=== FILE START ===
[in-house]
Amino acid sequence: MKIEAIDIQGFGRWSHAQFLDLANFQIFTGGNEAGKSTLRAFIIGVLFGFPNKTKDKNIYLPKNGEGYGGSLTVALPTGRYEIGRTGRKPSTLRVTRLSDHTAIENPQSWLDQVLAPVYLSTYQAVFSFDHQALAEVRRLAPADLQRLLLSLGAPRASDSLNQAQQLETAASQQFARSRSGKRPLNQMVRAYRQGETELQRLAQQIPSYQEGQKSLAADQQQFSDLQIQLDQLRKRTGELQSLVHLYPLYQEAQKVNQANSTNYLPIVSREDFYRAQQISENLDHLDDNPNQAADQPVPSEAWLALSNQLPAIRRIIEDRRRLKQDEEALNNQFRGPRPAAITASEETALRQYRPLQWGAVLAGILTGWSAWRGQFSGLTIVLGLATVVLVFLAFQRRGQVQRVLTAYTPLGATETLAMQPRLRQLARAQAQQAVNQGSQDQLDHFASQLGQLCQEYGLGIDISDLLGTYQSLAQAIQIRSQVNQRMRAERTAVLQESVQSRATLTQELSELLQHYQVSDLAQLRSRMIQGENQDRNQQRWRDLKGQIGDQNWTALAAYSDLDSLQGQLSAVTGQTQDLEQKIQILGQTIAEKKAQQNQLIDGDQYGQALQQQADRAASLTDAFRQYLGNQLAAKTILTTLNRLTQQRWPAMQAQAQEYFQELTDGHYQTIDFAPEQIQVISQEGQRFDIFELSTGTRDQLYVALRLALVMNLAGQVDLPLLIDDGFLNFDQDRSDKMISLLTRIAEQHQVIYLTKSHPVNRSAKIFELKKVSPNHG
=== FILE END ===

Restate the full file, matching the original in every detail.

[in-house]
Amino acid sequence: MKIEAIDIQGFGRWSHAQFLDLANFQIFTGGNEAGKSTLRAFIIGVLFGFPNKTKDKNIYLPKNGEGYGGSLTVALPTGRYEIGRTGRKPSTLRVTRLSDHTAIENPQSWLDQVLAPVYLSTYQAVFSFDHQALAEVRRLAPADLQRLLLSLGAPRASDSLNQAQQLETAASQQFARSRSGKRPLNQMVRAYRQGETELQRLAQQIPSYQEGQKSLAADQQQFSDLQIQLDQLRKRTGELQSLVHLYPLYQEAQKVNQANSTNYLPIVSREDFYRAQQISENLDHLDDNPNQAADQPVPSEAWLALSNQLPAIRRIIEDRRRLKQDEEALNNQFRGPRPAAITASEETALRQYRPLQWGAVLAGILTGWSAWRGQFSGLTIVLGLATVVLVFLAFQRRGQVQRVLTAYTPLGATETLAMQPRLRQLARAQAQQAVNQGSQDQLDHFASQLGQLCQEYGLGIDISDLLGTYQSLAQAIQIRSQVNQRMRAERTAVLQESVQSRATLTQELSELLQHYQVSDLAQLRSRMIQGENQDRNQQRWRDLKGQIGDQNWTALAAYSDLDSLQGQLSAVTGQTQDLEQKIQILGQTIAEKKAQQNQLIDGDQYGQALQQQADRAASLTDAFRQYLGNQLAAKTILTTLNRLTQQRWPAMQAQAQEYFQELTDGHYQTIDFAPEQIQVISQEGQRFDIFELSTGTRDQLYVALRLALVMNLAGQVDLPLLIDDGFLNFDQDRSDKMISLLTRIAEQHQVIYLTKSHPVNRSAKIFELKKVSPNHG